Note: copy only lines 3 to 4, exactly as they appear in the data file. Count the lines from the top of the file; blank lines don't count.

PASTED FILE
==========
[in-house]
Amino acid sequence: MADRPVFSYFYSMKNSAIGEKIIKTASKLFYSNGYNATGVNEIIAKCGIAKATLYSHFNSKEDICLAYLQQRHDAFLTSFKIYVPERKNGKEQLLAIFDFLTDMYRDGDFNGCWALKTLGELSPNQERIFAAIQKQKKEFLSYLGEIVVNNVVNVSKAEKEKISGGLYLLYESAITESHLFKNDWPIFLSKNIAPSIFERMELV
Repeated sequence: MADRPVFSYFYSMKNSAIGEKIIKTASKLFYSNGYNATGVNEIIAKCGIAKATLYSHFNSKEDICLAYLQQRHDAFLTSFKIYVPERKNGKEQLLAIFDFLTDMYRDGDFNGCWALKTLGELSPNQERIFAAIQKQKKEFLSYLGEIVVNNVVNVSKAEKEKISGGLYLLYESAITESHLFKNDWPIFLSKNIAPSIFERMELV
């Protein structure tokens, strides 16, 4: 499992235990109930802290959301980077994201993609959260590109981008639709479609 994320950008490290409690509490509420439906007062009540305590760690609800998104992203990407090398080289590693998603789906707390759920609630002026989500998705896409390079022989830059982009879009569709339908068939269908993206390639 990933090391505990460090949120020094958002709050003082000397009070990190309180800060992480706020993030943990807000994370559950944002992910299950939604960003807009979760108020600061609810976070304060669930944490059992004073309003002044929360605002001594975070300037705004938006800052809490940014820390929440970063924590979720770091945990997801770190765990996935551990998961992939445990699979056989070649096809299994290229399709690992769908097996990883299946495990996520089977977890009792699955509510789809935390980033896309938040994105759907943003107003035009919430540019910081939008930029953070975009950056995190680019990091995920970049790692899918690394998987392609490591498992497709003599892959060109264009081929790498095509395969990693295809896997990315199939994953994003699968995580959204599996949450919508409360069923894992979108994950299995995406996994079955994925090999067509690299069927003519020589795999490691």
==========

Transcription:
Repeated sequence: MADRPVFSYFYSMKNSAIGEKIIKTASKLFYSNGYNATGVNEIIAKCGIAKATLYSHFNSKEDICLAYLQQRHDAFLTSFKIYVPERKNGKEQLLAIFDFLTDMYRDGDFNGCWALKTLGELSPNQERIFAAIQKQKKEFLSYLGEIVVNNVVNVSKAEKEKISGGLYLLYESAITESHLFKNDWPIFLSKNIAPSIFERMELV
């Protein structure tokens, strides 16, 4: 499992235990109930802290959301980077994201993609959260590109981008639709479609 994320950008490290409690509490509420439906007062009540305590760690609800998104992203990407090398080289590693998603789906707390759920609630002026989500998705896409390079022989830059982009879009569709339908068939269908993206390639 990933090391505990460090949120020094958002709050003082000397009070990190309180800060992480706020993030943990807000994370559950944002992910299950939604960003807009979760108020600061609810976070304060669930944490059992004073309003002044929360605002001594975070300037705004938006800052809490940014820390929440970063924590979720770091945990997801770190765990996935551990998961992939445990699979056989070649096809299994290229399709690992769908097996990883299946495990996520089977977890009792699955509510789809935390980033896309938040994105759907943003107003035009919430540019910081939008930029953070975009950056995190680019990091995920970049790692899918690394998987392609490591498992497709003599892959060109264009081929790498095509395969990693295809896997990315199939994953994003699968995580959204599996949450919508409360069923894992979108994950299995995406996994079955994925090999067509690299069927003519020589795999490691």